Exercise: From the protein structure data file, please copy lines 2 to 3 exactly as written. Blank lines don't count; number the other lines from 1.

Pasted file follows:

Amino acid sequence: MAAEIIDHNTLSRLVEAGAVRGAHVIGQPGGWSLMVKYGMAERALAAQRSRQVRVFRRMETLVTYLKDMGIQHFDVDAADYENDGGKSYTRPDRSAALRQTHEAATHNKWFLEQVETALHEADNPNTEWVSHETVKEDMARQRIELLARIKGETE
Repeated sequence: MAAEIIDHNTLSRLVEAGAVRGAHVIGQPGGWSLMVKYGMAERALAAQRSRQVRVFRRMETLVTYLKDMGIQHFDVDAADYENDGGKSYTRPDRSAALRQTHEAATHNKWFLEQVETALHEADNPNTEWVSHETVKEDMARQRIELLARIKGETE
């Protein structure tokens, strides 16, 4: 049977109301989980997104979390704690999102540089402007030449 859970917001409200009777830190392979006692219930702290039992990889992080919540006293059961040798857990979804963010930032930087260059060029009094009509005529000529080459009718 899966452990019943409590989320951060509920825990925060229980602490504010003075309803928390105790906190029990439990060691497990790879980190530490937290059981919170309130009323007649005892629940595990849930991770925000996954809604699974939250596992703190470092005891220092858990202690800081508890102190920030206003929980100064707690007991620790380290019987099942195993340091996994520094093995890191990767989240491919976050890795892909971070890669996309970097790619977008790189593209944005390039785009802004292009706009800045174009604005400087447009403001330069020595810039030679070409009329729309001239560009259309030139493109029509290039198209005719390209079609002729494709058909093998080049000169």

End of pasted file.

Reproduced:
Repeated sequence: MAAEIIDHNTLSRLVEAGAVRGAHVIGQPGGWSLMVKYGMAERALAAQRSRQVRVFRRMETLVTYLKDMGIQHFDVDAADYENDGGKSYTRPDRSAALRQTHEAATHNKWFLEQVETALHEADNPNTEWVSHETVKEDMARQRIELLARIKGETE
């Protein structure tokens, strides 16, 4: 049977109301989980997104979390704690999102540089402007030449 859970917001409200009777830190392979006692219930702290039992990889992080919540006293059961040798857990979804963010930032930087260059060029009094009509005529000529080459009718 899966452990019943409590989320951060509920825990925060229980602490504010003075309803928390105790906190029990439990060691497990790879980190530490937290059981919170309130009323007649005892629940595990849930991770925000996954809604699974939250596992703190470092005891220092858990202690800081508890102190920030206003929980100064707690007991620790380290019987099942195993340091996994520094093995890191990767989240491919976050890795892909971070890669996309970097790619977008790189593209944005390039785009802004292009706009800045174009604005400087447009403001330069020595810039030679070409009329729309001239560009259309030139493109029509290039198209005719390209079609002729494709058909093998080049000169």